By Jonathan Alexandratos
It went slightly differently than the last time I did this. For context: it was 1998. The last time. I was a 12-year-old Pokémon addict growing up in Knoxville, Tennessee. I got up early on a Saturday morning to watch the Pokéthon on Fox Kids. I whined until I got those transparent Pokémon bouncy balls that had little plastic characters at the center of them, and I’d studiously carve away the clear rubbery sphere until the figurine was liberated. My birthday, which happened at a Taco Bell, yielded Pokémon Blue and the Gameboy Color my parents would never let me have, forever indebting me to my mystical friend whose mom had a Rolls Royce. I…had no idea how to play the card game, but I loved that there were cards. Kids couldn’t play the lottery, technically, but we could sometimes convince our parents to drop $3.99 – $3.49 if you were lucky – for a booster pack that surely, surely contained a Holo Charizard that you could sell for, oh, I dunno, like, $10,000? Like that one kid, Billy What’s-His-Name. Who goes to the other Middle School. Yeah. He got one, and he lives in a mansion now and paid for his parents to disappear. That totally happened.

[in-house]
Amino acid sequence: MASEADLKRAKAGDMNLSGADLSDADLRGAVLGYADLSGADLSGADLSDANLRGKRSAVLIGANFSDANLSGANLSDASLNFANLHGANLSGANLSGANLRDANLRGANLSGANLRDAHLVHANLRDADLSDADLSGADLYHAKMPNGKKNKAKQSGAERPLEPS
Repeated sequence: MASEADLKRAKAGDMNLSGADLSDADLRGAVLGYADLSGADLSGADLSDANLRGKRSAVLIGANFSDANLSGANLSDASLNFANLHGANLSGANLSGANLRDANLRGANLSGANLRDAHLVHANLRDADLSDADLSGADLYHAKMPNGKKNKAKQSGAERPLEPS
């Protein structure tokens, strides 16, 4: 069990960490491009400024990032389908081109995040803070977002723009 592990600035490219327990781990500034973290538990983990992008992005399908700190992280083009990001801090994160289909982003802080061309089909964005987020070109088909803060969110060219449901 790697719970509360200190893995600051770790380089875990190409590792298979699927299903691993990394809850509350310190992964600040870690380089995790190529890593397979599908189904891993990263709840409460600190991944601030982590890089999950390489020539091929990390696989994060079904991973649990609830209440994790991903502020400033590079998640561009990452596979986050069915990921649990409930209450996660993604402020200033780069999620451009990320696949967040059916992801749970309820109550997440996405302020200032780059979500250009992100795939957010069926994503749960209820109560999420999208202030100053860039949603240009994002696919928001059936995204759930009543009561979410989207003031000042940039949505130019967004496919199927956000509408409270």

Or at least, I believed it could happen to me. The smartest thing I ever did as a 12-year-old was to become so annoying that I could convince my mom to drop me off at West Town Mall for 2 hours, unsupervised, armed with 20 bucks and a hankerin’ for sugar and Pokémon. I’d swing by the Baskin Robbins first, see what the trivia question for free ice cream was, head over to Waldenbooks, look up the answer, head back to Baskin Robbins for my prize and maybe a Mocha Blast chaser, go to Kay Bee Toys for anything in the sale bins, and then to Gameboard for Pokémon cards. In my memory, they were always well-stocked, but that couldn’t have been consistently true, given the enthusiastic first wave of Pokémania. I remember being specifically excited when the Fossil packs came out. Again, I had no idea what to do with them, aside from look at the pretty pictures, but I was drawn in by the packaging. It looked like the booster pack was tearing through a paper bag, the way a 40 sort of peeks through a worn liquor store brown sack in a way that lets everyone know you’re an adult. Maybe an adult with a problem, but an adult. That’s what I thought these Fossil packs did for me. Well, I was half-right. I had the problem. I was not an adult.